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In iPhone SDK: Developing iPad Applications, author Simon Allardice shows developers how to apply their existing knowledge of Xcode, Objective-C and the iPhone SDK to create applications for the iPad. The course focuses on what's different on the iPad, including design principles for the larger screen real estate, detecting device capabilities, and working with new Xcode project types. Exercise files accompany the course.
If we support application launching in both portrait and landscape mode, we should have at least two launch images one for each orientation. In fact with the iPad, you can actually provide four launch images, one for every version of the orientation including Landscape Left, Landscape Right, Portrait and Portrait Upside Down, but I'm only going to do two, which are the ones I need. So, I'm going to use Fireworks. You can use any image editor you want. The first one, let's make the landscape launch image which would be 1024 pixels wide by 748 pixels high.
Even though the screen is 768 pixels, we need to take it back down 20 to hold the status bar. I'm just going to create something here quite generic, so we can tell the difference between the launch in landscape and launch in portrait mode. So, I'll do a rather annoying color to make sure it's obvious, add a little bit of text and for our purposes here I can save this. So, I'll hit Save As, I'm going to save it out to my Desktop here and I'll call this one Default-Landscape and the name does matter.
We want to make sure it's an uppercase D and uppercase L, separated by a dash. I'm going to save this from Fireworks as a Flattened PNG. Fireworks PNG would probably be just fine, but I like to do it this way. Then I'm going to change the size of the Canvas around here. So that in this case, it's 768 pixels wide by 1004 pixels high, again going from 1024 and subtracting 20. We'll resize the background, change the color of it and change the text.
Obviously, here I'm not worrying too much about how good this looks. I just want it to be obvious. So, now I'll save this one. Saved as Default-Portrait. Again if you wanted, separate launch images for all orientations, you could save them as Default-Portrait and then Default-Portrait upside down, Default-Landscape left, Default- Landscape right, but I think these will be fine for us. Click Save. While I'm here, I might as well also create an application icon, so that we can tap it when we're launching our application from the iPad.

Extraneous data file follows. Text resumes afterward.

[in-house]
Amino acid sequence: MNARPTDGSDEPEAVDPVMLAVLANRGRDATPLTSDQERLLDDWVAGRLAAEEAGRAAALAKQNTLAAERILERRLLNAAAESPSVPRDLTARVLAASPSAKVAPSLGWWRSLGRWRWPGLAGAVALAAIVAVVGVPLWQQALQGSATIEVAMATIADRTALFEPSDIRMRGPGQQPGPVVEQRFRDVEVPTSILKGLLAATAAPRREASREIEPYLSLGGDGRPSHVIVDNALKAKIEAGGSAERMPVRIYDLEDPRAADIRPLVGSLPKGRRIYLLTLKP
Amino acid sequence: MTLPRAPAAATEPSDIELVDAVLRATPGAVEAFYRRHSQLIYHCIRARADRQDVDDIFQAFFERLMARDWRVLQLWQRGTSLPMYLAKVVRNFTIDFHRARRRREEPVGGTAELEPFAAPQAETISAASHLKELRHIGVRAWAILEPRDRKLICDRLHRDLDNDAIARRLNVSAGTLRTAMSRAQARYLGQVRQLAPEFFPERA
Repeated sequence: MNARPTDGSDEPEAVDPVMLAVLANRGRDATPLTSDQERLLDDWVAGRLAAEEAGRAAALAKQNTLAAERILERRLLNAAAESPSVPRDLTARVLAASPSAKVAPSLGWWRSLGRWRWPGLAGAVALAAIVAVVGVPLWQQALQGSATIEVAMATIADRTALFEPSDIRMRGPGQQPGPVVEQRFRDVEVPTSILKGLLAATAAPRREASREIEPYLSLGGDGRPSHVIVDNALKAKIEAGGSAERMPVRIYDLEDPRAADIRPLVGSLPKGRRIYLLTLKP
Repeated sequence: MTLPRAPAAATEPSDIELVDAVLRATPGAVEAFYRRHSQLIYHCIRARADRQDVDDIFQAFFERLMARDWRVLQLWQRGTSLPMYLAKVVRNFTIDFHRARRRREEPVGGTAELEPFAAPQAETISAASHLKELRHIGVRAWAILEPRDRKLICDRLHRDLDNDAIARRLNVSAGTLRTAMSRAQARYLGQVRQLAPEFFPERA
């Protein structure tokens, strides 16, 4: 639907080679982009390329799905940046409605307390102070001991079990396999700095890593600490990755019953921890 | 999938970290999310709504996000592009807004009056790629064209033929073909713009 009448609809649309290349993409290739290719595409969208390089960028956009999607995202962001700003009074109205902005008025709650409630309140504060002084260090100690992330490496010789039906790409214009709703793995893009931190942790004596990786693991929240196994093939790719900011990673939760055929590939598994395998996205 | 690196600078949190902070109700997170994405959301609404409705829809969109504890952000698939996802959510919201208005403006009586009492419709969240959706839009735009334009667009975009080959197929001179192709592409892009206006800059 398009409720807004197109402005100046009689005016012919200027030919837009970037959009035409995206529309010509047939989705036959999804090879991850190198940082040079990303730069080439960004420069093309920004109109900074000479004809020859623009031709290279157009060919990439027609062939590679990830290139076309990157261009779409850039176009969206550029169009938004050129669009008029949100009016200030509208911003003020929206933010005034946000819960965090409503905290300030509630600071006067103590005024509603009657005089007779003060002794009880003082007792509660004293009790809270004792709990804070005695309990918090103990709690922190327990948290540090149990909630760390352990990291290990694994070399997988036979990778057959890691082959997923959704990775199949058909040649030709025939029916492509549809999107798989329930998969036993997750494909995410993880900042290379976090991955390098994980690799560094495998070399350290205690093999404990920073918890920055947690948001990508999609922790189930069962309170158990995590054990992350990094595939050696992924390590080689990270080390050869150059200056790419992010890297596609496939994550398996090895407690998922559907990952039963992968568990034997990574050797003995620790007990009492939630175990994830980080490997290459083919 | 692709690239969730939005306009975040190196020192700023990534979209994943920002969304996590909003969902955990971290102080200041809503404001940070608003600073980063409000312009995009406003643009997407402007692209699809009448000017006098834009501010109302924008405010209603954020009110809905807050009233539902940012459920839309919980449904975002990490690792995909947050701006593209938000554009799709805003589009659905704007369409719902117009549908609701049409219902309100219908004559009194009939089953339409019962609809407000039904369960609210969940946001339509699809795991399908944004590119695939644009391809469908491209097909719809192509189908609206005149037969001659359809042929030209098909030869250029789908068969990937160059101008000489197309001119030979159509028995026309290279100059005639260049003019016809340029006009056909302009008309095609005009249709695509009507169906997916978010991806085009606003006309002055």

So to do that, I'll make another new image. this time I'll make it a 72 by 72 image, as opposed to the iPhone, which is 57 by 57. The application icon, like with the iPhone, you don't have to worry about creating the rounded corners and the shine. That will be added automatically by Apple. So I'll just do another simple thing here. I'll just have a yellow background with a random graphic in there. And then I'll save this one. The name of this isn't quite so important, because we get to specify it ourselves, but I'm going to take a leaf out of Apple's book and call it the iPadAppIcon.png, saving that as a Flattened PNG, click Save.
I'm going to quit out of Fireworks, so I now have my three images here on my Desktop. If I open up Xcode, what I need to do is take my three images here and drag them over into my Resources folder, making sure to drag them on top of the folder, making sure this checkbox to copy the items is selected, and click Add, So they're all in there. Now, one thing I do want to do is go to my PLIST file, because this is where we have the listing for the Icon file. Now, if I had a more complex application, one that was also having a iPhone version and I wanted to provide even more icons.
So that I had a settings bundle for example, or if results from my application showed up in Spotlight, I could add even more things here, but I'm going to do the very basics. So I'm going to name the icon I had for my application icon, which was iPadAppIcon.png. I don't need to name Default- Landscape and Default.Portrait, because those are the expected names. I'm going to save this and click Build and Run, and it seemed to be working there.
I saw a glimpse of blue. We'll try that again for sure, launching it in portrait mode. We're getting the blue portrait launch image. If I hit my Command+Left Arrow to switch to landscape mode, back out, we're launching with our landscape image. And I can see if I zoom it in here that it also seems to be correctly using my image that I created for the application icon and we've got the rounded corners added and the shine have been added automatically. Now, the guidelines are still that your launch images should resemble the first screen of your application. You will see launch images used as splash screens quite often, but the official guidelines from the Apple Human Interface Guidelines say that your launch images should resemble the actual first screen that you see of your application and if you look at what Apple will do, that's typically the case with them.
So, while there are other icons we can create, such as supporting Spotlight and supporting our application showing up in the Settings pane, if we want to do that, but these are the three icons that are effectively required for every iPad application.
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